Two-time Olympic gold medalist Conor Dwyer was officially banned for 20-months after an independent panel determined he had testosterone pellets inserted into his body, the United States Anti-Doping Agency announced on Friday.
Dwyer won gold medals at the 2012 Olympics in London and the 2016 Olympics in Rio de Janeiro, both in the men’s 200-meter freestyle relay, and won a bronze medal in the 200-meter freestyle in 2016. He failed three drug tests between Nov. 15 and Dec. 20 last year, per the report.
His ban is retroactive to Dec. 21, 2018, which will keep him ineligible through the 2020 Olympics in Tokyo next summer.
“It’s frustrating that Mr. Dwyer did not take advantage of this support, and hopefully, this case will convince others to do so in order to protect fair and healthy competition for all athletes,” USADA CEO Travis Tygart said.
The pellets, per the Associated Press, were inserted into skin tissue near his hip at his nutritionist’s suggestion. His doctor reportedly contacted a U.S. Olympic and Paralympic Committee official beforehand, who said the treatment was allowed, though neither the doctor nor his nutritionist followed up with the USADA.
Per the report, Dwyer’s sentence was partially reduced because he argued the pellets were not used to improve his performance. Instead, he said, they were used to mitigate “health concerns which were causing him to have a high degree of stress.”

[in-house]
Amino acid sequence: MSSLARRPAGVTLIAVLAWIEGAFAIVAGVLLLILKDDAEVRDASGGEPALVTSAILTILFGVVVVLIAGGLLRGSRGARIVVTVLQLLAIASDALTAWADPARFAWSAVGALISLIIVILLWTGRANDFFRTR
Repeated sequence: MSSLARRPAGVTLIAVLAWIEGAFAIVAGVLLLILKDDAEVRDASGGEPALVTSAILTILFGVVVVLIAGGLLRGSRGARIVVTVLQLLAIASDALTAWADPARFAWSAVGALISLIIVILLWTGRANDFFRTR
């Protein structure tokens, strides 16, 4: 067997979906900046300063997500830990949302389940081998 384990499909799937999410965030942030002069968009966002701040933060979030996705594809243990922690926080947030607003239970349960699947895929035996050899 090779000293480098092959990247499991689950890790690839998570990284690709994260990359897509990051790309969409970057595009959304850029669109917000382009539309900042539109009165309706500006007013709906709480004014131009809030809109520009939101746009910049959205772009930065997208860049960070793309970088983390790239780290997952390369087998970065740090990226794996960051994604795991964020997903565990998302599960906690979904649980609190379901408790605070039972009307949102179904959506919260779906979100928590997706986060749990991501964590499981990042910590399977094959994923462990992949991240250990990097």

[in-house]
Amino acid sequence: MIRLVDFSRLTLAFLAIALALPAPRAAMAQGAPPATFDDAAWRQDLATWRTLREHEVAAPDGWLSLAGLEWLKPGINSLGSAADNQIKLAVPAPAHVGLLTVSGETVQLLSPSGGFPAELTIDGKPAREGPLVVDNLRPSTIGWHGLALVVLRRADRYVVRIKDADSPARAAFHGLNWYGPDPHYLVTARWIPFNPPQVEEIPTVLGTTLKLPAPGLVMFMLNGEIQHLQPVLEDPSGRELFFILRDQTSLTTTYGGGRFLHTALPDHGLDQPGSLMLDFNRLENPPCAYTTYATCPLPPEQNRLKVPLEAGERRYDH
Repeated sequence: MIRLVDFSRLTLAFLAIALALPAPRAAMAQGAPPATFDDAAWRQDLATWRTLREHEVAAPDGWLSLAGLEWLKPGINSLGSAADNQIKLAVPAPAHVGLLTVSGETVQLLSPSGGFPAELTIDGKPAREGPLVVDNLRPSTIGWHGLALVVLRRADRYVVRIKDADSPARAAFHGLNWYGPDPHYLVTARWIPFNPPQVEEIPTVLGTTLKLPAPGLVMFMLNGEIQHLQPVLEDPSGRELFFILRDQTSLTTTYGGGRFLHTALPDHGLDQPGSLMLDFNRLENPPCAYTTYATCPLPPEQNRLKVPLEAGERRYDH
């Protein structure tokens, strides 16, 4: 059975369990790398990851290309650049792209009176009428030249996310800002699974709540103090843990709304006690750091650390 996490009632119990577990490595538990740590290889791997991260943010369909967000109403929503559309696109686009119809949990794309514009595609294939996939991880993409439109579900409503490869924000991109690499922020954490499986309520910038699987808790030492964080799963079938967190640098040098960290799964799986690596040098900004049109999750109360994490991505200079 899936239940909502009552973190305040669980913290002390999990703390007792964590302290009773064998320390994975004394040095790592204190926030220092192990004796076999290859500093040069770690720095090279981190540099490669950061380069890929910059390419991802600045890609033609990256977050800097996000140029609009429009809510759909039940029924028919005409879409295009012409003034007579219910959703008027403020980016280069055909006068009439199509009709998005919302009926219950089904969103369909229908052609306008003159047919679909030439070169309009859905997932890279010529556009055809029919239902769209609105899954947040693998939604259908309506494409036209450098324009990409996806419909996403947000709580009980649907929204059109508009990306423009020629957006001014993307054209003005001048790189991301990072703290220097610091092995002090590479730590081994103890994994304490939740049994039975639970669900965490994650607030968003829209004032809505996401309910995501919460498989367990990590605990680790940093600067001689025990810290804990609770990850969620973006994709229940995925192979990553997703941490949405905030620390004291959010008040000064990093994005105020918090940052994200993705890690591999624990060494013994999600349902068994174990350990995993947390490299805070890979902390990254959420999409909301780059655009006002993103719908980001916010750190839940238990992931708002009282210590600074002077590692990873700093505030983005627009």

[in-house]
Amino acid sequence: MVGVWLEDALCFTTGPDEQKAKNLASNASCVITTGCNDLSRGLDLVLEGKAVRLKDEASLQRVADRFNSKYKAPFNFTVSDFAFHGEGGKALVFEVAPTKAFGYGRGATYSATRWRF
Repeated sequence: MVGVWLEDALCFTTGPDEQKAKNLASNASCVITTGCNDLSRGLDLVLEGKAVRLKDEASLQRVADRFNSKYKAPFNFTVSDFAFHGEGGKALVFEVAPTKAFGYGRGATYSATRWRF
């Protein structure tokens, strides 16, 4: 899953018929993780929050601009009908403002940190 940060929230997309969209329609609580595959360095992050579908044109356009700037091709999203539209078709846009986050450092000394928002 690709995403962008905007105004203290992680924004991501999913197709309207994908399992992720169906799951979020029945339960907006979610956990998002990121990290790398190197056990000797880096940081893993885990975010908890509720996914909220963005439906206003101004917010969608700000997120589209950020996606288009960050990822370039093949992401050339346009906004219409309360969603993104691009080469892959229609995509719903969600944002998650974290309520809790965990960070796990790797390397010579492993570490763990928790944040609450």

Dwyer last competed at the 2018 Pan Pacific Championships. He qualified there for the 2019 world championships, however was later removed from the team. The 30-year-old holds five gold medals at the world championships — winning the 200-meter freestyle relay from 2011-2015 — and has two silver medals and a bronze.
Shortly after the ruling, Dwyer announced his retirement in a statement on social media.
“I am very pleased that the Arbitration Panel has acknowledged that I made a honest but unfortunate mistake in regards to my medical treatment, and I would never knowingly violate anti-doping rules,” Dwyer said. “My doctor assured me that the recommended treatment was allowable and that the United States Olympic Committee had approved the treatment before I agreed to it. Absent of these assurances, I never would have agreed to this medically necessary treatment.
“Regardless of the results of the arbitration ruling, I have decided to retire from swimming to pursue other professional interests. It was an honor to represent my country alongside my teammates with the support of my coaches, family and friends. I appreciate all of the opportunities I have been given and look forward to the next chapter.”
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